SOAS University of London

Careers Service


To be invited for an interview is to have to overcome the first hurdle. However, now is not the time to become complacent – there is still a long way to go before being offered the job.

How we can help

We offer students Practice Interviews where the careers consultant prepares questions specific to the sector, employer and job you have applied for so that you are prepared for the real thing.

If you have an interview coming up, you may want to practice by recording yourself answering typical interview questions from a bank of hundreds available via InterviewStream, an online interview simulator. This is a valuable way of assessing where your strengths and weaknesses lie, and for practicing your answers before the real thing.

The first time you use InterviewStream, register at the magenta “SIGN UP NOW” button, and select SOAS from the drop down menu. More information can be found at this user guide for InterviewStream. 

How can you prepare yourself for an interview?

Know yourself
  • Read through your application or CV and think about it from the employer’s point of view. What might the employer ask you?
Know the job
  • Re-read the job description and person specification and think about evidence and examples of how to demonstrate to the employer that you have the skills and qualities that it takes to do the job. The more you can demonstrate that you know about the job, the more likely it is that the employer will believe you when you say that you are well suited to the job role.
Know the organization
  • Find out as much as possible about the employer. You can do this by visiting their website, or doing some research in the City Business Library or the British Library. We also have information on employers at the Career Service and regularly organise employer-led presentations. 
  • Know the details.
  • Make sure you know the time and the location of the interview and the name and the job titles of the interviewers.
  • Have the employer’s phone number with you in case something goes wrong or you are delayed.
  • Check in advance the route to the place of the interview and how long it takes to travel there.
  • Have enough cash with you in case you need to take a taxi.
  • Make sure that you have the right set of clothes washed and ironed and that you have set the alarm clock.
  • Try to get a good night’s sleep.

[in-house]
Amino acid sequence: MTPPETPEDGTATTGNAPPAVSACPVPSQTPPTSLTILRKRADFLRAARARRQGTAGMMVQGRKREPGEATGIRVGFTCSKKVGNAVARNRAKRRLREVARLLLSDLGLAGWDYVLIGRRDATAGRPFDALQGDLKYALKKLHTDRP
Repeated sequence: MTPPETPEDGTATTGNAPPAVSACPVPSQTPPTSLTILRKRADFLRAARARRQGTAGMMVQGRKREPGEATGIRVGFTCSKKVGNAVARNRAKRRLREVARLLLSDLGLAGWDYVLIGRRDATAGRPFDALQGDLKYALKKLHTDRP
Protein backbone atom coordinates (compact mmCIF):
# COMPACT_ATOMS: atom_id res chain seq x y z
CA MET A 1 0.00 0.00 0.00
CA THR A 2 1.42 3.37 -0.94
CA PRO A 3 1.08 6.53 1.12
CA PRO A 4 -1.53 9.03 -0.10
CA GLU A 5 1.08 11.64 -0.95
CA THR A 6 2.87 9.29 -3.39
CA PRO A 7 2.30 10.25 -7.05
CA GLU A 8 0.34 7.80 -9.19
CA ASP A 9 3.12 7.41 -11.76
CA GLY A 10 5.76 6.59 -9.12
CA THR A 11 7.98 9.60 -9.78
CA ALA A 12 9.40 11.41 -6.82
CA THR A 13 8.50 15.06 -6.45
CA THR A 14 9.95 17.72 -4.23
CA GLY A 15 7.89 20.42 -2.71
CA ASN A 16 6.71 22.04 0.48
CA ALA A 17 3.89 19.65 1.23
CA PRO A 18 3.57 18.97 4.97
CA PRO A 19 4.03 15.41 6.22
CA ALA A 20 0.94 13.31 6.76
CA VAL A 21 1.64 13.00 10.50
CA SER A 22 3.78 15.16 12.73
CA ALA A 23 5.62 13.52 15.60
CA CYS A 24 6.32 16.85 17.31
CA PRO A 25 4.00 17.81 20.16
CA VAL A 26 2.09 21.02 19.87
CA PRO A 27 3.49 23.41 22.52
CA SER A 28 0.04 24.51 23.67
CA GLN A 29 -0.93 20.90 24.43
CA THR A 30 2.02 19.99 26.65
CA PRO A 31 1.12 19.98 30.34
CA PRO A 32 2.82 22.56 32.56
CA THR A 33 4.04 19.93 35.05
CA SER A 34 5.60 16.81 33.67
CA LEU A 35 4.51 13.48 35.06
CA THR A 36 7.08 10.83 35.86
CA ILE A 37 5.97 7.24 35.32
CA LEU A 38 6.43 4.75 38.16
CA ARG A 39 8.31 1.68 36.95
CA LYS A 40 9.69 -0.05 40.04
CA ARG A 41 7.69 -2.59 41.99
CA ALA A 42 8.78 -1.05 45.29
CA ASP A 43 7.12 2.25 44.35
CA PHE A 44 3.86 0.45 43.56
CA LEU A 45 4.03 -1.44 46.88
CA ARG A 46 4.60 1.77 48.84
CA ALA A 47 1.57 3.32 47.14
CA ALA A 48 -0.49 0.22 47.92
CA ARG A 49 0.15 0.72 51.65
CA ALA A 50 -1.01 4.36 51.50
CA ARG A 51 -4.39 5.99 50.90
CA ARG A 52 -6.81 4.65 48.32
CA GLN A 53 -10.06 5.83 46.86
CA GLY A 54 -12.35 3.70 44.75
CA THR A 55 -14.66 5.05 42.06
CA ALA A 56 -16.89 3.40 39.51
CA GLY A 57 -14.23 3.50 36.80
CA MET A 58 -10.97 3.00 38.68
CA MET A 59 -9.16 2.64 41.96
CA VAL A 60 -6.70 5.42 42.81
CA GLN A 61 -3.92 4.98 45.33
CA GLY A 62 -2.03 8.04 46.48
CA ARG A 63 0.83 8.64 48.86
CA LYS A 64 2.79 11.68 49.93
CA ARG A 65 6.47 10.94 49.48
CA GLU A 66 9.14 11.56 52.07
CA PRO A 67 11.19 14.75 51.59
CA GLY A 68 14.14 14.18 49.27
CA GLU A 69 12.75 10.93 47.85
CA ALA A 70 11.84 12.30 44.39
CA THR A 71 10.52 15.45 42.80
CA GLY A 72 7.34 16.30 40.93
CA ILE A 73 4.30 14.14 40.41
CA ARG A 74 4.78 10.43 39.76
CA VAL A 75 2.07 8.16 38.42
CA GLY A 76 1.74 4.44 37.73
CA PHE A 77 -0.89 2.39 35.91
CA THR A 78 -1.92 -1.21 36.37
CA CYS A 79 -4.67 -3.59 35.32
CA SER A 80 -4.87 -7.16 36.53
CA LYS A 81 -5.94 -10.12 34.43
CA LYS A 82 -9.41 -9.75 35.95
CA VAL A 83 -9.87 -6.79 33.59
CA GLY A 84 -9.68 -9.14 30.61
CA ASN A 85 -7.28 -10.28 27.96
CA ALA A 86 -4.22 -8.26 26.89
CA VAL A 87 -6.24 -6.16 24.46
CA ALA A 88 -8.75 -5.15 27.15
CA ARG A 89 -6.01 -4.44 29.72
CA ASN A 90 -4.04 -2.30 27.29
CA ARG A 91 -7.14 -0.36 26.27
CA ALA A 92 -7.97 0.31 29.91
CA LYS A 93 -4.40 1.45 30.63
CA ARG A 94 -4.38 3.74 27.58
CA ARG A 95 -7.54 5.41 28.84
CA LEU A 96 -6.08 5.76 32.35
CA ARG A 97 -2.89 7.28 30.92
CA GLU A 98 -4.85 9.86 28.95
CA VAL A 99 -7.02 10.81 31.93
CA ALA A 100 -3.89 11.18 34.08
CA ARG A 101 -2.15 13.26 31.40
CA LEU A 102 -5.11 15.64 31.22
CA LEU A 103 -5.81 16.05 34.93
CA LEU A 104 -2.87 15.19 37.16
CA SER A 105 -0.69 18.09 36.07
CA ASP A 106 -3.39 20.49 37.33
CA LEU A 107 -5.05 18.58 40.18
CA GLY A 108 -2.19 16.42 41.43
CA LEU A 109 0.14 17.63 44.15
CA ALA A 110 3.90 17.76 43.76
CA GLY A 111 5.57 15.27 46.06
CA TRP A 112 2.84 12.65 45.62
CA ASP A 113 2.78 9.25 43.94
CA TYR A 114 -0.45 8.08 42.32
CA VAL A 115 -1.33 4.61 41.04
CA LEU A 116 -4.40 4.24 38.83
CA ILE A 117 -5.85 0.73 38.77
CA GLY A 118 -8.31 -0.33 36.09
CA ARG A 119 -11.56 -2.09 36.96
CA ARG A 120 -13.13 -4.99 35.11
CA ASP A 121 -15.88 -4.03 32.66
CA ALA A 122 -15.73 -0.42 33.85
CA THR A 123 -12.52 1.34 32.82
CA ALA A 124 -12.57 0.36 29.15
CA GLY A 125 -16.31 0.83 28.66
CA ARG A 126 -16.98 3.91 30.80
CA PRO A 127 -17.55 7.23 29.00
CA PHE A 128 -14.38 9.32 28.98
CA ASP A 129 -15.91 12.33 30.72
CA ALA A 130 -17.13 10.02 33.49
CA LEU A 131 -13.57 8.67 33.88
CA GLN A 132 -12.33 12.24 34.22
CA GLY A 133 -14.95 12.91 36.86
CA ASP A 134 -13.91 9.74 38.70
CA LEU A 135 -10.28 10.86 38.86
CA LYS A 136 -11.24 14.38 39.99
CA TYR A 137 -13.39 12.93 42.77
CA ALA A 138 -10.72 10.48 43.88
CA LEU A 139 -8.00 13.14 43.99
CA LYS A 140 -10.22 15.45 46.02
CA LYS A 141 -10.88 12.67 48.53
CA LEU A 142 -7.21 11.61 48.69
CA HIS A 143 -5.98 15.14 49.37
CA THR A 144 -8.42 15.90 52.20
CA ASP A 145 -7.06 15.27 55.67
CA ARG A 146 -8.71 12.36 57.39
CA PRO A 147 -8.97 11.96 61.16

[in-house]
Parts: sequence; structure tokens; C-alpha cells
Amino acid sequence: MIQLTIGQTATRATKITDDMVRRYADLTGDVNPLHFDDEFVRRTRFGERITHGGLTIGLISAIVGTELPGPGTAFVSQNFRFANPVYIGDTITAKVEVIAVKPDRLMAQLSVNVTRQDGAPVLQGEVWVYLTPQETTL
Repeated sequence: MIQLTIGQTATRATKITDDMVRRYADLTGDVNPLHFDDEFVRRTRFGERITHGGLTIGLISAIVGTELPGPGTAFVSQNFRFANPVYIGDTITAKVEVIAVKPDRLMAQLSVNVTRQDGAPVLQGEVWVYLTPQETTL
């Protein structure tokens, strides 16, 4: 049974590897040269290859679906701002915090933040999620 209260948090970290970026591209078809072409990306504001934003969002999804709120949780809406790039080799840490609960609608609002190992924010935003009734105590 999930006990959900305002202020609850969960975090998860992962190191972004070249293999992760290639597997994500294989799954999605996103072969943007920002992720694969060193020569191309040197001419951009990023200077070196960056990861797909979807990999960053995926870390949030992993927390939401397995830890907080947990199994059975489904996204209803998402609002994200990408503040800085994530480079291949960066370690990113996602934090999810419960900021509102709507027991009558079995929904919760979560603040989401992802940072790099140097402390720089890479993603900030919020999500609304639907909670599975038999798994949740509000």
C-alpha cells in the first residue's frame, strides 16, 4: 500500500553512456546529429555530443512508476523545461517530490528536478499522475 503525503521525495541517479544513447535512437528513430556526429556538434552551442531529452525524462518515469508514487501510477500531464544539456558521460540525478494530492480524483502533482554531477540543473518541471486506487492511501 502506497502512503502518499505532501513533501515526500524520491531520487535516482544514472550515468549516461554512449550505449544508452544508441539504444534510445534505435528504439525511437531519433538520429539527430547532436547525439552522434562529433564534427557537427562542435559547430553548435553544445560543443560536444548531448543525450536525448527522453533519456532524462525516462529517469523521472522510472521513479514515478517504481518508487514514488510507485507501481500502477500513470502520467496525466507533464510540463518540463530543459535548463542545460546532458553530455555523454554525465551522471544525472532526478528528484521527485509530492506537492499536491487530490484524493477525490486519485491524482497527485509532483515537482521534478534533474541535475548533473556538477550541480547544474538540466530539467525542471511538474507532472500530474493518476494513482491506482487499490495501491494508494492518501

On the day

First impressions matter
  • Always arrive on time, preferable early, so that you can give yourself time to calm down, go to the toilet etc.
  • Be aware of your body language. Shake hands firmly, smile, make eye contact, be attentive and do not fidget.
  • Make sure you’re comfortable when you first sit down as this will help you to relax.
In essence, employers want to find out three things:
  • Can you do the job? Do you have the appropriate qualifications, knowledge, skills and experience to do what they want you to do?
  • Will you do the job? Do you have the right motivation, commitment and enthusiasm? Are you really keen to do this job or would you rather be doing something else?
  • Will you fit in? Will you fit in with the people who work there and with the ‘culture’ of the organisation? Would people enjoy working with you? Can you see yourself working with these people?
Tips for answering questions
  • Try to relax and be yourself. Breathing deep and sitting comfortably will help.
  • Answer the question the interviewer asks, not the question you’d like to be asked.
  • Speak slowly and clearly. This will also give you time to think if necessary.
  • Don’t give ‘yes’ and ‘no’ answers. Volunteer relevant information about yourself. Your responses should be long enough to answer the question, but not so long as to bore the interviewer.
  • Always watch the body language of the interviewer. This will give you cues whether to expand your answer or to bring it to a close.
  • Be truthful but positive. If you have to present negative information (e.g. a failure or a weakness), say how you learned from it or overcame it.
  • Don’t be afraid to ask for clarification if you do not understand the question. You may also ask for a little time to think – but not too often.
  • Be enthusiastic, interesting, animated, or whatever else comes naturally to you (with reasonable caution, though). You don’t have to be like a robot.
Your questions
  • Don’t ask anything you should already know from details the employer has sent you.
  • Don’t ask about salary or holidays.
  • Ask about the job. How long has it been vacant? Why did the previous employee leave? What are the exact duties?
  • Ask about the organisation. What are its strategic goals? What challenges are they facing? What are the most significant recent developments in the organization?
  • Ask about the application process. What happens next? When are you likely to hear whether or not you’re being offered the job?

If you would like to learn more about interviews, SOAS Careers Service has books that you can consult. We also have leaflets on interviews which you can pick up at the Careers Service; current SOAS students can also access these via MySOAS Student.